“In spite of achieving the power to control in all directions and in spite of enjoying all types of dear sense gratification as much as possible, Hiranyakashipu was dissatisfied because instead of controlling his senses he remained their servant.” (Shrimad Bhagavatam, 7.4.19)Download this episode (right click and save)
sa itthaṁ nirjita-kakub
eka-rāḍ viṣayān priyān
Ajitendriya. This Sanskrit word befits some of the greatest materialists in history. There is the famous one from the Ramayana. Known as Ravana for his terrifying scream, he had more wealth than anyone can imagine. Take the modern day billionaire and put him up against Ravana and there is no competition. The king of Lanka had gold everywhere. It was in his buildings. Jewels were built into the floors. He had more meat and wine than any person can consume. He had so many wives, each of whom had pageant-winner beauty. The entire world feared him. Yet there was that one flaw lurking in the background. The elephant in the room was known as ajitendriya.
“O Ravana, inevitably all of the Rakshasas will be completely destroyed, for they have a person like you, who is stupid, lustful, and unable to control his senses, for their king.” (Sita Devi speaking to Ravana, Valmiki Ramayana, Aranya Kand, 48.22)
Years prior to that, the king named Hiranyakashipu was in a similar situation. He had everything as well, but the senses were not controlled. Ajita is the negation of jita, which means “victory” or “able to conquer.” Indriya refers to the senses. Ajitendriya or ajita-indriya means that a person is unable to conquer their senses. The stomach controls them instead of the other way around. Matter, or prakriti, is dominant over them, even though spirit is what animates matter. Hiranyakashipu’s path to world domination and unimaginable material enjoyment makes a person think twice about what to seek in life.
1. You just might get what you ask for
Hiranyakashipu didn’t become world leader on his own. He liked to think that he did, after the fact, but first there was the minor issue of praying to the heavens. Vedic culture acknowledges a single supreme deity, but that superior person is helped by many deputies. Those deputies are in charge of things that aren’t as important. The less intelligent don’t see this, so they sometimes approach the deputies, while ignoring the head.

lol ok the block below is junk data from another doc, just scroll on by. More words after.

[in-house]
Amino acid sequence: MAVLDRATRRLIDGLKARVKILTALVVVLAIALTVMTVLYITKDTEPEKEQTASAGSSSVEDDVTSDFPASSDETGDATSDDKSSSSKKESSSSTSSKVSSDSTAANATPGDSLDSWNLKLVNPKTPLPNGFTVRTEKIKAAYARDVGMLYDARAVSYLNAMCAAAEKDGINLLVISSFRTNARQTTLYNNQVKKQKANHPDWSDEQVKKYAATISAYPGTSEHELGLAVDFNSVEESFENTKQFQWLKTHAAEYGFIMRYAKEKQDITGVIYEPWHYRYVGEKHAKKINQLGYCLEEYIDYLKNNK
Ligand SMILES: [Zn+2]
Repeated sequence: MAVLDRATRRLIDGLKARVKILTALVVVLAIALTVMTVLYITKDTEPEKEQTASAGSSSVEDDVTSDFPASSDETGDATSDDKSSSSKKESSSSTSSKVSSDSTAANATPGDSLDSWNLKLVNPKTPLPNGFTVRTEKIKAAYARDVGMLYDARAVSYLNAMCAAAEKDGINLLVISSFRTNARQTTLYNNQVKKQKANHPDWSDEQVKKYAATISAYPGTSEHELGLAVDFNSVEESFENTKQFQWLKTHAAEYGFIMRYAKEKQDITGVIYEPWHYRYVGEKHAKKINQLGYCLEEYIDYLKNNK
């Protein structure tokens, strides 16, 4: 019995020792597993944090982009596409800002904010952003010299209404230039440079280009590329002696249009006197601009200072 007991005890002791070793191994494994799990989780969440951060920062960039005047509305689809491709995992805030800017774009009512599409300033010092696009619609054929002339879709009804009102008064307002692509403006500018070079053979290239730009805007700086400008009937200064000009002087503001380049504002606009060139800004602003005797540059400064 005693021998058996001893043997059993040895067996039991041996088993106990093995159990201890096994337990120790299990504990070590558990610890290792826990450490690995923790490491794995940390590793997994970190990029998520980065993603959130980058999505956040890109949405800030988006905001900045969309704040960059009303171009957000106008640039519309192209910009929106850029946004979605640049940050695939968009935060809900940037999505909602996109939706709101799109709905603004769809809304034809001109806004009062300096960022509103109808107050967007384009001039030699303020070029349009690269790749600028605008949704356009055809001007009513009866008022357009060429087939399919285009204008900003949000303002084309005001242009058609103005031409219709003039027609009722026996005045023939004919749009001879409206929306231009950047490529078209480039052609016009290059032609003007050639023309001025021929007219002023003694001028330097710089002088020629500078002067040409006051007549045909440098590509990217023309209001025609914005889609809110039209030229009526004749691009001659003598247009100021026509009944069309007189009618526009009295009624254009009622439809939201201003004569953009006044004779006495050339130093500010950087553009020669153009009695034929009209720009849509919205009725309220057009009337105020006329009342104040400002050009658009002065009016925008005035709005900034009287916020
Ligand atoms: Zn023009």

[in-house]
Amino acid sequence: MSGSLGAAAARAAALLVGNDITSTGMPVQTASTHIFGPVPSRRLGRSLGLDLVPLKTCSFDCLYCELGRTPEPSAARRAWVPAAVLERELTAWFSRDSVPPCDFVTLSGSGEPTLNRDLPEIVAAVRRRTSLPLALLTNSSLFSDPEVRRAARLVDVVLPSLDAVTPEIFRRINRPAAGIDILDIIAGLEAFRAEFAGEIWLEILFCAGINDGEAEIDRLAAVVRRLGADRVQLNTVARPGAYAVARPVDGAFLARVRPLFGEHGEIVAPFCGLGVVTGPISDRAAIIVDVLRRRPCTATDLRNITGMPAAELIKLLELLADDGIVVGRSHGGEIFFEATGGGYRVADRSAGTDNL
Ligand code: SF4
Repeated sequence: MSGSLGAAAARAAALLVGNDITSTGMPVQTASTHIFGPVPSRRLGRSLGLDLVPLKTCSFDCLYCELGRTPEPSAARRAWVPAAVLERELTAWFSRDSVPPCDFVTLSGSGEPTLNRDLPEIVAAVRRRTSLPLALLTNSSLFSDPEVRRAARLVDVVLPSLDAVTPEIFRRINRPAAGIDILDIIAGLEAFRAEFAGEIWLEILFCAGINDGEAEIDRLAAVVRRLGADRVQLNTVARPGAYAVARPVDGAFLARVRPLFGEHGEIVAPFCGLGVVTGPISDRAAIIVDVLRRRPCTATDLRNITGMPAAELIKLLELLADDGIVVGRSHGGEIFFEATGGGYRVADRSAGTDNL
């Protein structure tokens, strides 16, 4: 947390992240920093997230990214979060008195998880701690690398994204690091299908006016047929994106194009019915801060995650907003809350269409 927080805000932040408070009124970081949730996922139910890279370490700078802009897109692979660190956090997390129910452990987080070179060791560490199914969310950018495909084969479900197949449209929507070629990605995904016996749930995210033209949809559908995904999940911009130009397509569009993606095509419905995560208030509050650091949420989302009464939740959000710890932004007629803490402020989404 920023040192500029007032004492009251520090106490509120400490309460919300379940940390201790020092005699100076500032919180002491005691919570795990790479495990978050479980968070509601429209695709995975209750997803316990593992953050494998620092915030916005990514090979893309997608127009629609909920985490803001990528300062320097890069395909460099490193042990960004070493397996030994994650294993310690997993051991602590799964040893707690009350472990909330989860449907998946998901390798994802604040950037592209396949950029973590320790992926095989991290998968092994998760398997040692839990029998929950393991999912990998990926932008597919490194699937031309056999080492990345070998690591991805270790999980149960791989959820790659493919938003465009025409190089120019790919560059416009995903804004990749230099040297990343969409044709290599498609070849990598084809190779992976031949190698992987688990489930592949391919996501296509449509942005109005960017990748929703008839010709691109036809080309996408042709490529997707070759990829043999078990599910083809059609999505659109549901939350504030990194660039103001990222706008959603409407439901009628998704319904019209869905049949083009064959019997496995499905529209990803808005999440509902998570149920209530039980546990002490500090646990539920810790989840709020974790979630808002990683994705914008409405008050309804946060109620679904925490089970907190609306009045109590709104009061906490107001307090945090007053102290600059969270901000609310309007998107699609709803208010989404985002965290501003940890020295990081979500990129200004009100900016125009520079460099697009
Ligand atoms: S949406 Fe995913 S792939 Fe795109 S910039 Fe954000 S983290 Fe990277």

antavat tu phalaṁ teṣāṁ
tad bhavaty alpa-medhasām
devān deva-yajo yānti
mad-bhaktā yānti mām api
“Men of small intelligence worship the demigods, and their fruits are limited and temporary. Those who worship the demigods go to the planets of the demigods, but My devotees ultimately reach My supreme planet.” (Lord Krishna, Bhagavad-gita, 7.23)
Hiranyakashipu didn’t approach the Supreme Lord Vishnu. He instead went through austerities, essentially torturing himself, to win the favor of Lord Brahma. This enabled him to ask for amazing boons. Brahma gave Hiranyakashipu everything that was asked for, up to the point of immortality. This means that with worship of the deputies, who are known as demigods, you may actually get what you want. Whether what you want is beneficial to you is another issue.
2. Understand that the benefactor has a benefactor
Hiranyakashipu’s example shows us that there is someone superior to Brahma and Shiva. That someone, who is often called by the name Vishnu, has innumerable names due to His limitless qualities and inexhaustible attributes. Just consider space. There is no end to it. Infinity is a concept that even the amazing human brain cannot fathom. As Vishnu is all-pervading, He is everywhere in the infinite space. His reach is unimaginable.